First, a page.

Splitz (1984) - This is more like it! Ridiculously cheap and cliche yet spirited early 80's college girl spoitation cash in.  It won me over, I'm embarrassed to admit. Girls who form a passable cheesy 80's rock band somehow then join a nerdy girls type sororrity to do a contest to "save the house" from the mean dean a la Animal House. There's A LOT of stuff that doesn't make sense. The popular girls one are dressed as cheerleaders, but then there's a foot race and she's wearing a  cheerleading outfit while running?? It gets better in the second half with a bit of not that great but fun nudity sneaking in to the mix. The print is straight off VHS. 4/5 Also Highly recommended

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ulthar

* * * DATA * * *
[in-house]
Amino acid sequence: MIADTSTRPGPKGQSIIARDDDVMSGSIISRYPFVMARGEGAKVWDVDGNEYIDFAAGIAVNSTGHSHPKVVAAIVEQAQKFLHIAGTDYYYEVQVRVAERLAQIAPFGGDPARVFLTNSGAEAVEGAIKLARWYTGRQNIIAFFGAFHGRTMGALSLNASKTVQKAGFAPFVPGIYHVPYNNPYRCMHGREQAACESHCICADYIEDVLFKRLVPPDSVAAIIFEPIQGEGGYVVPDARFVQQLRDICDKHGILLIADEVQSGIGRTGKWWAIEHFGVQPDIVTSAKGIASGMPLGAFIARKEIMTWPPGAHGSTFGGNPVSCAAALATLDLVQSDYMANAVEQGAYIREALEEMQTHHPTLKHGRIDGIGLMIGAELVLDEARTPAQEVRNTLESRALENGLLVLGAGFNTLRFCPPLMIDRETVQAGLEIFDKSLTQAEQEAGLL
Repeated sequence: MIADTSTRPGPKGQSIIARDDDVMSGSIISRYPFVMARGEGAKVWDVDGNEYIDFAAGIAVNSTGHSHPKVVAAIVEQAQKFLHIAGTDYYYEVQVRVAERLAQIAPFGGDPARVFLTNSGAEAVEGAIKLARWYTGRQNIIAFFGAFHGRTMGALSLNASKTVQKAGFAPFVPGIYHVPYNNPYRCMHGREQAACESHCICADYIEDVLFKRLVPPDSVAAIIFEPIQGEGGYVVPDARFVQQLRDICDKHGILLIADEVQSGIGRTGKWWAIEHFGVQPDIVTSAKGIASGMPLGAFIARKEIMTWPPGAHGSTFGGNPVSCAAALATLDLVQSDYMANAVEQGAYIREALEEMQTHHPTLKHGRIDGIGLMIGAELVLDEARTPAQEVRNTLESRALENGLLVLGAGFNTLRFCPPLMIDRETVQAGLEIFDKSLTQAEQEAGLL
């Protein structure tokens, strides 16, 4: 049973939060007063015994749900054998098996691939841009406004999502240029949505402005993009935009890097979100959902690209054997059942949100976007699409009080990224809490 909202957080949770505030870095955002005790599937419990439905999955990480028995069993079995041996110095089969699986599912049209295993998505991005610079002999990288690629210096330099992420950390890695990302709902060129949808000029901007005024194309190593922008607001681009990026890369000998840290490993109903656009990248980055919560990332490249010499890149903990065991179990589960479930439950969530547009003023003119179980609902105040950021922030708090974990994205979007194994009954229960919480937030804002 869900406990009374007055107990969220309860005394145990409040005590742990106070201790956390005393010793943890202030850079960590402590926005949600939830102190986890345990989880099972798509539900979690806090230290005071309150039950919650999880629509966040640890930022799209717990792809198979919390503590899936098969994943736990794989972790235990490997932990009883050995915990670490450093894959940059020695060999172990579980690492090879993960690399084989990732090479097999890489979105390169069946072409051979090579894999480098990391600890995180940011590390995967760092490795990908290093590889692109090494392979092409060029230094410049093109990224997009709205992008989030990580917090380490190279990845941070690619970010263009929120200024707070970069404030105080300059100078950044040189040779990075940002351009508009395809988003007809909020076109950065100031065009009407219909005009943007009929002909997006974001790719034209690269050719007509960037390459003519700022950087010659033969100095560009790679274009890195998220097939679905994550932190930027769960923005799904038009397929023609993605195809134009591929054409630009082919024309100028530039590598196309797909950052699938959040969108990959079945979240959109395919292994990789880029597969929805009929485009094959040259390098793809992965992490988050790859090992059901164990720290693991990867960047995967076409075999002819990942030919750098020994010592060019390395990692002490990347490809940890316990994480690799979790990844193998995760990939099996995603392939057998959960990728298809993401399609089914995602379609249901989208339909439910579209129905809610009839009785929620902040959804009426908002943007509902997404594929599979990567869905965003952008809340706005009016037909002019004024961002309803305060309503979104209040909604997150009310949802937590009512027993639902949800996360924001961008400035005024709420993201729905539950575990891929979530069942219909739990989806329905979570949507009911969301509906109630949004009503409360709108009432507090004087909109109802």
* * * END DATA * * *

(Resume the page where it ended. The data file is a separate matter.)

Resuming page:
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« Reply #6189 on: April 12, 2013, 09:00:29 AM »


The Day the Earth Stood Still (1951): classic masterpiece of science fiction still holds up considerably well after all these years. In fact, it's only real flaw IMO is the FX aren't always convincing but the story is so good and in ways mesmerizing one really doesn't notice too much. Terrific performances by Michael Rennie and Patricia Neal definitely help a great deal as does its fantastic and wholly appropriate music score. Gort is unforgettable here. One of the all-time best science fictions film there is. ***** out of ***** stars.


Did you happen to listen to the director's commentary?  Excellent, and included some interesting comments comparing making this movie to the 'style' of modern movies.